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How To: Protect Your Workplace from Security Breaches

It might not be the sexiest topic of conversation, but workplace security should be high priority for the business leaders of today. With more and more businesses scaling and working across multiple locations, with employees dispersed around the globe, the risk of a damaging security breach can drastically increase.

The possibility of a workplace security breach is even more plausible given the growing number of businesses adapting to a hybrid workplace model, where you can no longer rely on a protected corporate network.

We don't want to alarm you, but failing to protect your workplace could lead to costs in the millions and damage to your reputation that no amount of money in the world can solve. Read on to discover what potential threats to your business may look like and how you can protect yourself.

The Rise in Security Breaches 

Before we look at the rise in security breaches, we should identify what we mean by a security breach in this context. In simple terms, a security breach refers to data and systems being compromised. Breaches often occur when someone tries to force their way through security parameters. They might do so via force on some occasions, but weaknesses on the company’s side – such as easy-to-guess codes or poor systems – can also play a role.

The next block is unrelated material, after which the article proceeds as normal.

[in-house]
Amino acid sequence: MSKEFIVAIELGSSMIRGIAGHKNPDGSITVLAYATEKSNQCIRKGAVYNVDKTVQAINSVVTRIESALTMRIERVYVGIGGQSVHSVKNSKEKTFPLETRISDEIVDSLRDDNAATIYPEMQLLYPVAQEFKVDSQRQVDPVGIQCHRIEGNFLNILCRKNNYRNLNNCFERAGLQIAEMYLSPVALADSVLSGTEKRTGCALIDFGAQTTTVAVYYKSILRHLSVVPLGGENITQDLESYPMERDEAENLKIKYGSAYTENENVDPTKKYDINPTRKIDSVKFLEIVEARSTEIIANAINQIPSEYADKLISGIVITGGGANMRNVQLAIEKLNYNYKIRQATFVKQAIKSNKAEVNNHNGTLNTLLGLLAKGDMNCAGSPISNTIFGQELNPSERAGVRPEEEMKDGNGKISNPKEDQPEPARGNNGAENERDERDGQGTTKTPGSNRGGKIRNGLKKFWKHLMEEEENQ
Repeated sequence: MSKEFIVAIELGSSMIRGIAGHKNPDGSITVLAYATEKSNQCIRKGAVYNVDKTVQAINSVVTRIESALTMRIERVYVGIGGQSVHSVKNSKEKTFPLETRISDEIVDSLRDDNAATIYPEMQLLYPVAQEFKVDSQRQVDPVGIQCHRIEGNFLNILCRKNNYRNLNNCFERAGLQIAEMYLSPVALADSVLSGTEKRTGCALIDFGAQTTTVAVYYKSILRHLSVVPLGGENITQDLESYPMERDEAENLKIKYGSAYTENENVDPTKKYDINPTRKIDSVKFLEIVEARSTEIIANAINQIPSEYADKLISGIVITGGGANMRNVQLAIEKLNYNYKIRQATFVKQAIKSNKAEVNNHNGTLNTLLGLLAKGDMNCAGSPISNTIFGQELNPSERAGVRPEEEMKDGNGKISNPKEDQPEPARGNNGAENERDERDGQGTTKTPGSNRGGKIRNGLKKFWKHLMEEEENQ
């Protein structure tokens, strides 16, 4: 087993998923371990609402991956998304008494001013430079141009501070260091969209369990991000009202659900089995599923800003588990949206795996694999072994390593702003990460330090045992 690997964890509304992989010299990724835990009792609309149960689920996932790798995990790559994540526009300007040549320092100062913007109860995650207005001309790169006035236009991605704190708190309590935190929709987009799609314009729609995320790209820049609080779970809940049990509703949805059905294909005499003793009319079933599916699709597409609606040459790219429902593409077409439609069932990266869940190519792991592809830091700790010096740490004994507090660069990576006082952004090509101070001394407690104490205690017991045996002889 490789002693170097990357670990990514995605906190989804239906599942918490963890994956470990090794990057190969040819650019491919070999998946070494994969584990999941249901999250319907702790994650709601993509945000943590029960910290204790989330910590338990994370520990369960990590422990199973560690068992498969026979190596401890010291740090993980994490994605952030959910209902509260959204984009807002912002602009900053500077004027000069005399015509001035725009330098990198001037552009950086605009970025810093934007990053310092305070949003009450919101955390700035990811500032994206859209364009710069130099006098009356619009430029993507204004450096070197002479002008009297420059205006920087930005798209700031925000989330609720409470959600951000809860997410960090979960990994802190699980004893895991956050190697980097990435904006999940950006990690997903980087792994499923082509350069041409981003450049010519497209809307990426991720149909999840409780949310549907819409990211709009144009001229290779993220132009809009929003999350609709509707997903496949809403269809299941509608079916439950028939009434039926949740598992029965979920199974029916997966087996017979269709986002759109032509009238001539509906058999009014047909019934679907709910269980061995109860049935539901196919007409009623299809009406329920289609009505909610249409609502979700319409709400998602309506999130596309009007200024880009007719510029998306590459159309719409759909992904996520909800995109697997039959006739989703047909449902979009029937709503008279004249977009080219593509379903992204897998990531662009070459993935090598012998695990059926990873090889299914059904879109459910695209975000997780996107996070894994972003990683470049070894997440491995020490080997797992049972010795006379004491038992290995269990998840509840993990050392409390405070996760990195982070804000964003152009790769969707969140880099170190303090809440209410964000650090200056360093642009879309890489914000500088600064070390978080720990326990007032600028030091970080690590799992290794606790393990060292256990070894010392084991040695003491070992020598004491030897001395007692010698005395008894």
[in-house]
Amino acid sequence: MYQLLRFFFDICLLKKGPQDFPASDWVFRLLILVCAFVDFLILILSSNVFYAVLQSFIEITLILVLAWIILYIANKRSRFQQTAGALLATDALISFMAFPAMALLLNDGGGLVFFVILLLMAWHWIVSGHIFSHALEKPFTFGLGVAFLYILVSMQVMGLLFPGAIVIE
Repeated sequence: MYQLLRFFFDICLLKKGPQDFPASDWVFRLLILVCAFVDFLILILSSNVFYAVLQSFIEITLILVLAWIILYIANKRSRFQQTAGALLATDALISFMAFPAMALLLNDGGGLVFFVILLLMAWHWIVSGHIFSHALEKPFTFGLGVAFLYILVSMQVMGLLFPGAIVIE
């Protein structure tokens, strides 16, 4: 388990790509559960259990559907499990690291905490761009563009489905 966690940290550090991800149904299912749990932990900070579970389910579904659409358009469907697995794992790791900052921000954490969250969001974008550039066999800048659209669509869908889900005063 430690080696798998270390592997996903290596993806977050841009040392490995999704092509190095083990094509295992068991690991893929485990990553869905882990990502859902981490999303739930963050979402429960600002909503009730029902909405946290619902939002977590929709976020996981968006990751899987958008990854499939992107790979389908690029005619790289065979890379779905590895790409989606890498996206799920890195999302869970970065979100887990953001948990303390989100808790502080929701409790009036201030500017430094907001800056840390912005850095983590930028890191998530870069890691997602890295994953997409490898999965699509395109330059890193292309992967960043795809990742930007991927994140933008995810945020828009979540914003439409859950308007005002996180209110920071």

2021 brought with it several new security challenges for business owners. Compared to 2020, the cost of data breaches rose by 10%. IBM also revealed that costs were over $1 million higher when remote work played a role in the breach, and that data breaches in hybrid cloud environments cost $3.61 million in 2021 alone. 

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How a Security Breach Could Affect Your Workplace

The repercussions of a cyber attack on your business can be devastating and far-reaching. Here’s an idea of some of the potential risks:   

Regulatory Violations 

When cyberattacks occur, your customers’  important data and that of your employees and visitors are at risk of being compromised. 

Governments worldwide are tightening their regulations surrounding data protection amid growing concerns. One of the most comprehensive data laws in history is the General Data Protection Regulation (GDPR), which all EU and EEA countries have adopted. The UK has a similar version. 

If you’re found guilty of breaching GDPR regulations, you could be fined up to €10 million or 2% of your yearly turnover (whichever is greater) and for more serious offenses, these numbers double. Even if you don’t operate in the EEA or UK, you’ll still need to adhere to certain regulations depending on where you do. Switzerland, the US, and Australia are all examples of countries where different rules exist. 

A digital workplace check in system like SwipedOn helps to take away some of the confusion by ensuring compliance and giving you a range of tools to manage and store the data you collect within the system.

A Loss of Trust 

The long-term success of most businesses relies heavily on your customers trusting you. Customers, visitors and employees sharing their personal details expect you to ensure that nothing malicious happens to their information. 

If a security breach occurs, you risk a significant loss of trust from your customers—especially if their data has been compromised. When this happens, it’s challenging to regain their confidence, regardless of how well established you are. For extra ideas to beef up your  data security measures, take a look at our post on how to strengthen your data privacy.